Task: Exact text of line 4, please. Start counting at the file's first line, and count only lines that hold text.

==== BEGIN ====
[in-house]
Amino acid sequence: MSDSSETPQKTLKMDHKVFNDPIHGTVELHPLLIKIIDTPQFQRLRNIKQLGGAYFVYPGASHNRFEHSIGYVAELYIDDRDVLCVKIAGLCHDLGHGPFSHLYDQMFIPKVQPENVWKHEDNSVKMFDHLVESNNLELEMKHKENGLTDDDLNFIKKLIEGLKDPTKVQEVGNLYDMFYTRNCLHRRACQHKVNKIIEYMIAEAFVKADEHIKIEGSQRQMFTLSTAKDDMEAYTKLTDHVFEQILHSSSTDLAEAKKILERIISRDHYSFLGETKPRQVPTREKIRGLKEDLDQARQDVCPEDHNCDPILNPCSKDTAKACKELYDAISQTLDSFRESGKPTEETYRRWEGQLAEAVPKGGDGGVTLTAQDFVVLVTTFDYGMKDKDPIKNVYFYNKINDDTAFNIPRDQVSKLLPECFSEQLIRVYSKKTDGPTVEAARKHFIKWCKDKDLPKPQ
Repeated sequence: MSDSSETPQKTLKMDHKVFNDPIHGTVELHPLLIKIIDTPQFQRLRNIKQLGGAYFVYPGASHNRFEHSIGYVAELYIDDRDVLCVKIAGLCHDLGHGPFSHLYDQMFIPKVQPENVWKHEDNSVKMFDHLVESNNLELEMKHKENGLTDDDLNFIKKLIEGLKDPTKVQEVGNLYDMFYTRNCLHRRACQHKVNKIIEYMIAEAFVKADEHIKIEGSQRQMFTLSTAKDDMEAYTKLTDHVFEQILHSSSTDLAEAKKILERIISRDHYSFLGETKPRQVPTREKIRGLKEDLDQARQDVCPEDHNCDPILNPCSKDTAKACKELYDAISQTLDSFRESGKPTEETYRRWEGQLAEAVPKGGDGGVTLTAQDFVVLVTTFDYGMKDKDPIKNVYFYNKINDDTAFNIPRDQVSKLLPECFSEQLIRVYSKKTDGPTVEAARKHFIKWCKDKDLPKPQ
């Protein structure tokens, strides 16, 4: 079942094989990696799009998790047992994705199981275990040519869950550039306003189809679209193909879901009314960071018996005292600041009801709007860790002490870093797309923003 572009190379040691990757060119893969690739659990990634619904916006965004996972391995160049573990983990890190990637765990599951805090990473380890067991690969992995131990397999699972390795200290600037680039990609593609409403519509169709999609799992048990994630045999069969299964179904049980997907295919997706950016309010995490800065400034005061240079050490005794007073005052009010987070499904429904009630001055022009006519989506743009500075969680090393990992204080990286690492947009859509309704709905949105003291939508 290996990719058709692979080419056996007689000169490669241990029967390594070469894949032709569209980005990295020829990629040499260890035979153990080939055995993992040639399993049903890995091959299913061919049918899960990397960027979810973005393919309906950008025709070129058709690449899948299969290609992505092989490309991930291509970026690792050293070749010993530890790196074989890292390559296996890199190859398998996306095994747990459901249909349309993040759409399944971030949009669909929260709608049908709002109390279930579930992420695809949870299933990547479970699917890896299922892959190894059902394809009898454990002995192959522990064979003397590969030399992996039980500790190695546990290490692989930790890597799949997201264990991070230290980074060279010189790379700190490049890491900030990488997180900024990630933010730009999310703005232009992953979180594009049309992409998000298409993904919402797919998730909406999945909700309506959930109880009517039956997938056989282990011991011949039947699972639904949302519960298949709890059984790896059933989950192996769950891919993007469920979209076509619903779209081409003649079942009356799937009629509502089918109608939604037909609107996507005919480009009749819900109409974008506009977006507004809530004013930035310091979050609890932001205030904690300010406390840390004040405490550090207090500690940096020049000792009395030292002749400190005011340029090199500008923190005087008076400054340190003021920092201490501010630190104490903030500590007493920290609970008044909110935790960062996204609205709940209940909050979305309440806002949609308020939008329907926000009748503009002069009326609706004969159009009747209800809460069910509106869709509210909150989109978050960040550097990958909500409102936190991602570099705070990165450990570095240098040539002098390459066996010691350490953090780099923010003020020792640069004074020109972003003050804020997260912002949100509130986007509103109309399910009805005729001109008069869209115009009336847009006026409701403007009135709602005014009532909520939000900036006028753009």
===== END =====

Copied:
């Protein structure tokens, strides 16, 4: 079942094989990696799009998790047992994705199981275990040519869950550039306003189809679209193909879901009314960071018996005292600041009801709007860790002490870093797309923003 572009190379040691990757060119893969690739659990990634619904916006965004996972391995160049573990983990890190990637765990599951805090990473380890067991690969992995131990397999699972390795200290600037680039990609593609409403519509169709999609799992048990994630045999069969299964179904049980997907295919997706950016309010995490800065400034005061240079050490005794007073005052009010987070499904429904009630001055022009006519989506743009500075969680090393990992204080990286690492947009859509309704709905949105003291939508 290996990719058709692979080419056996007689000169490669241990029967390594070469894949032709569209980005990295020829990629040499260890035979153990080939055995993992040639399993049903890995091959299913061919049918899960990397960027979810973005393919309906950008025709070129058709690449899948299969290609992505092989490309991930291509970026690792050293070749010993530890790196074989890292390559296996890199190859398998996306095994747990459901249909349309993040759409399944971030949009669909929260709608049908709002109390279930579930992420695809949870299933990547479970699917890896299922892959190894059902394809009898454990002995192959522990064979003397590969030399992996039980500790190695546990290490692989930790890597799949997201264990991070230290980074060279010189790379700190490049890491900030990488997180900024990630933010730009999310703005232009992953979180594009049309992409998000298409993904919402797919998730909406999945909700309506959930109880009517039956997938056989282990011991011949039947699972639904949302519960298949709890059984790896059933989950192996769950891919993007469920979209076509619903779209081409003649079942009356799937009629509502089918109608939604037909609107996507005919480009009749819900109409974008506009977006507004809530004013930035310091979050609890932001205030904690300010406390840390004040405490550090207090500690940096020049000792009395030292002749400190005011340029090199500008923190005087008076400054340190003021920092201490501010630190104490903030500590007493920290609970008044909110935790960062996204609205709940209940909050979305309440806002949609308020939008329907926000009748503009002069009326609706004969159009009747209800809460069910509106869709509210909150989109978050960040550097990958909500409102936190991602570099705070990165450990570095240098040539002098390459066996010691350490953090780099923010003020020792640069004074020109972003003050804020997260912002949100509130986007509103109309399910009805005729001109008069869209115009009336847009006026409701403007009135709602005014009532909520939000900036006028753009």